Drawing on the UK research project, ‘Farmers’ understandings of GM crops within local communities’, this paper considers the application of the concepts of communities of practice and networks of practice in the agricultural context. A brief review of theories about communities of practice and networks of practice is given and some of our findings are discussed in the context of those theories.
Farmers were found to be a particular type of network of practice, characterised by a weak organisational framework but with a relatively stable network of other communities of practice (or networks of practice) they interact with, which we have called a ‘web of influencers on practice’. Together, farmers’ network of practice and their web of influencers on practice represent the whole environment in which learning may occur, and so provide insights into their social learning system. Most farmers have to work at the boundary of their network of practice and their web of influencers, which creates a significant load on their knowledge management. This is in contrast to other networks of practice where only some members take on this boundary brokering role. The paper concludes that these theories (on networks and communities of practice) provide a useful lens though which to view farmers and their practice, highlighting important points for policy. However, in such contexts these theories need to be extended to include the role of a broader 'web of influencers on practice'.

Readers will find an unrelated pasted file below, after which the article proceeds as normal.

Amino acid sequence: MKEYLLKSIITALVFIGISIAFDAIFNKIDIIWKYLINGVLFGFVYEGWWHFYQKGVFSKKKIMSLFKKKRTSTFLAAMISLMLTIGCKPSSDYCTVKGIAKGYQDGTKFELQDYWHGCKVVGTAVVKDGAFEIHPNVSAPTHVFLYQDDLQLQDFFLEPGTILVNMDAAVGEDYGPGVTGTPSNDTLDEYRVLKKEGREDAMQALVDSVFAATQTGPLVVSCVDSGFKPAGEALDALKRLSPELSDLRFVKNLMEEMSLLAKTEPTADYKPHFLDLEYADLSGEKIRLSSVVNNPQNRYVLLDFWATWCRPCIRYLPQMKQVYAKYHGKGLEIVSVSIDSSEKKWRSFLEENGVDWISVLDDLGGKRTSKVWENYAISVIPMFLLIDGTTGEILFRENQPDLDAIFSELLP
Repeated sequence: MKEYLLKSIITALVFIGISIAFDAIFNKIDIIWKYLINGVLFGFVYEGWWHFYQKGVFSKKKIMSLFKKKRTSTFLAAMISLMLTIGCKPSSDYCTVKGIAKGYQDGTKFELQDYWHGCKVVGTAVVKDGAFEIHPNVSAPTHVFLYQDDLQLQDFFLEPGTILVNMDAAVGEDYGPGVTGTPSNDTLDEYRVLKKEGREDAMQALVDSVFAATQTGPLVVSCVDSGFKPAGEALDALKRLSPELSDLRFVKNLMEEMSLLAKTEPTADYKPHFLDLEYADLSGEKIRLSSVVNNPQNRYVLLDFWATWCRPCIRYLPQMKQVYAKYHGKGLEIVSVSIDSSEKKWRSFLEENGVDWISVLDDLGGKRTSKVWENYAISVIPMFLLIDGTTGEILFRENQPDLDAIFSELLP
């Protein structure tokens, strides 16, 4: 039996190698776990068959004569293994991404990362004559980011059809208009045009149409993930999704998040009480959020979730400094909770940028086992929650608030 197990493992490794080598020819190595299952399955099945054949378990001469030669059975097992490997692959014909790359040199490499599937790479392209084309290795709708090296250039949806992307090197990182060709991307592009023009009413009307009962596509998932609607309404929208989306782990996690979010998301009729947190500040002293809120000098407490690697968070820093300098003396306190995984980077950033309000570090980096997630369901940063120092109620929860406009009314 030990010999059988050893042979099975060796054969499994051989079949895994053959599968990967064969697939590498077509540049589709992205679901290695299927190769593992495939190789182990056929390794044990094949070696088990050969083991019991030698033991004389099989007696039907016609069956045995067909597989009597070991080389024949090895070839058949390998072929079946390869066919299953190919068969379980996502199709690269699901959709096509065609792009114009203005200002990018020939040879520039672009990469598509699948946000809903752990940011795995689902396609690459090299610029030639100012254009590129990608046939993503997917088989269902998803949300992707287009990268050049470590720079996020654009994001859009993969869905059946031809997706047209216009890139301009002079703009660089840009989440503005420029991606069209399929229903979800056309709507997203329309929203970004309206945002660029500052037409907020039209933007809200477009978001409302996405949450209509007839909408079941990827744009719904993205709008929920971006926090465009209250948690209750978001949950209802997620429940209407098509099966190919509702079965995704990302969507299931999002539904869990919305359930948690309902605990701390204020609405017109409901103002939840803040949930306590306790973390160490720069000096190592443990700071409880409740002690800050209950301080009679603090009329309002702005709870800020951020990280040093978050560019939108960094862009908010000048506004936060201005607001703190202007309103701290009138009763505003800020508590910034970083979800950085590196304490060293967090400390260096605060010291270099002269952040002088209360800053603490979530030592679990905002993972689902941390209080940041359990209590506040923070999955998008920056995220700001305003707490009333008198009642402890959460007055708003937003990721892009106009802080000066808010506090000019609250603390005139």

Oreszczyn, Sue ; Lane, Andrew and Carr, Susan (2010). The role of networks of practice and webs of influencers on farmers’ engagement with and learning about agricultural innovations. Journal of Rural Studies, 26(4) pp. 404–417.